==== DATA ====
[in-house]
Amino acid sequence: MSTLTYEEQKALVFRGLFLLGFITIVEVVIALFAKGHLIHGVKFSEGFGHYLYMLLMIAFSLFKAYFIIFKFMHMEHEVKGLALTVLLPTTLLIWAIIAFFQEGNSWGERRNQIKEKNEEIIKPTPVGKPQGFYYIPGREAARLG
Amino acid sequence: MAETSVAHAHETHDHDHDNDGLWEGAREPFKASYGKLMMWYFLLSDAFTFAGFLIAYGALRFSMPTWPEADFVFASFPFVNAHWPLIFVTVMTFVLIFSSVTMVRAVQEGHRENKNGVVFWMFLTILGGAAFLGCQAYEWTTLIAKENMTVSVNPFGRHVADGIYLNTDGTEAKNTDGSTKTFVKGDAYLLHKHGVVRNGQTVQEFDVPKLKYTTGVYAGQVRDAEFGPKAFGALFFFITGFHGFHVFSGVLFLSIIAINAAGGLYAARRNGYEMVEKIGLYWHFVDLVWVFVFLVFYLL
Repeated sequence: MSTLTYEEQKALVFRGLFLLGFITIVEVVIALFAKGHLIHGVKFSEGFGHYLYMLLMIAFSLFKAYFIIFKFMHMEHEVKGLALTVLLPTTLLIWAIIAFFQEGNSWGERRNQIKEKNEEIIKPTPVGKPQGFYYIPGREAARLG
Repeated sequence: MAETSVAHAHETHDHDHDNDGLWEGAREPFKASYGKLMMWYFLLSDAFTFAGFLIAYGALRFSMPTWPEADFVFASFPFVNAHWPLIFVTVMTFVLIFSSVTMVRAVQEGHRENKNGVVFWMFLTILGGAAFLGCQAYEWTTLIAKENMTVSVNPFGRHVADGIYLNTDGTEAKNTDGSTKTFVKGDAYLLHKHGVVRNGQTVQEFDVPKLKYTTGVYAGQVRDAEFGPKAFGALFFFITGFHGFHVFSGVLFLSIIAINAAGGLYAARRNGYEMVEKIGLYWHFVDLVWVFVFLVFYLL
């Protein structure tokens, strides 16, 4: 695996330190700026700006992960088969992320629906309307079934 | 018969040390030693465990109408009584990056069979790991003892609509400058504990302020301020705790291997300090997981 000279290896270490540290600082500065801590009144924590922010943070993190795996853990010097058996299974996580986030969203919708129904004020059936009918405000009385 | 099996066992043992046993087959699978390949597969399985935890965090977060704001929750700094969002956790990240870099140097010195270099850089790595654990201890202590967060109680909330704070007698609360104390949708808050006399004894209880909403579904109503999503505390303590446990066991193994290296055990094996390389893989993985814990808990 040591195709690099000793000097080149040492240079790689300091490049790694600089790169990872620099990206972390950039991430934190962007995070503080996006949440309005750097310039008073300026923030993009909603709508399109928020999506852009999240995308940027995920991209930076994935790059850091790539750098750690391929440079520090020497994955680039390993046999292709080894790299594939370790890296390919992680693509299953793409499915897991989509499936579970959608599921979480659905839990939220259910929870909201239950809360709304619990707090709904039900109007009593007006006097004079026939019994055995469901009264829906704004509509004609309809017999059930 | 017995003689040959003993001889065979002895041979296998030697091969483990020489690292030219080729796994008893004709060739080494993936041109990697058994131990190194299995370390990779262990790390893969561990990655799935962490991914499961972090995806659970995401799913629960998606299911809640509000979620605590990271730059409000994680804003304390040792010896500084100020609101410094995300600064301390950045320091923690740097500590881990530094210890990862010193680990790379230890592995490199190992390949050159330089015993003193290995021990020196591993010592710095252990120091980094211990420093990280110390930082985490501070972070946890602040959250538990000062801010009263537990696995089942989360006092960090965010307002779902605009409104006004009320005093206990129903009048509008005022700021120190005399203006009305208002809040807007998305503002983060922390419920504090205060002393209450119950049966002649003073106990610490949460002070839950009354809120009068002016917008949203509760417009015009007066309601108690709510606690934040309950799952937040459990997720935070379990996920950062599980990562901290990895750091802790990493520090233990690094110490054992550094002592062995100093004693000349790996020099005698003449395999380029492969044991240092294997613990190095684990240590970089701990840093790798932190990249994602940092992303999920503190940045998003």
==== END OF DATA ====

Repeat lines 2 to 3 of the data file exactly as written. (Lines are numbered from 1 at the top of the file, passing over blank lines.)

Amino acid sequence: MSTLTYEEQKALVFRGLFLLGFITIVEVVIALFAKGHLIHGVKFSEGFGHYLYMLLMIAFSLFKAYFIIFKFMHMEHEVKGLALTVLLPTTLLIWAIIAFFQEGNSWGERRNQIKEKNEEIIKPTPVGKPQGFYYIPGREAARLG
Amino acid sequence: MAETSVAHAHETHDHDHDNDGLWEGAREPFKASYGKLMMWYFLLSDAFTFAGFLIAYGALRFSMPTWPEADFVFASFPFVNAHWPLIFVTVMTFVLIFSSVTMVRAVQEGHRENKNGVVFWMFLTILGGAAFLGCQAYEWTTLIAKENMTVSVNPFGRHVADGIYLNTDGTEAKNTDGSTKTFVKGDAYLLHKHGVVRNGQTVQEFDVPKLKYTTGVYAGQVRDAEFGPKAFGALFFFITGFHGFHVFSGVLFLSIIAINAAGGLYAARRNGYEMVEKIGLYWHFVDLVWVFVFLVFYLL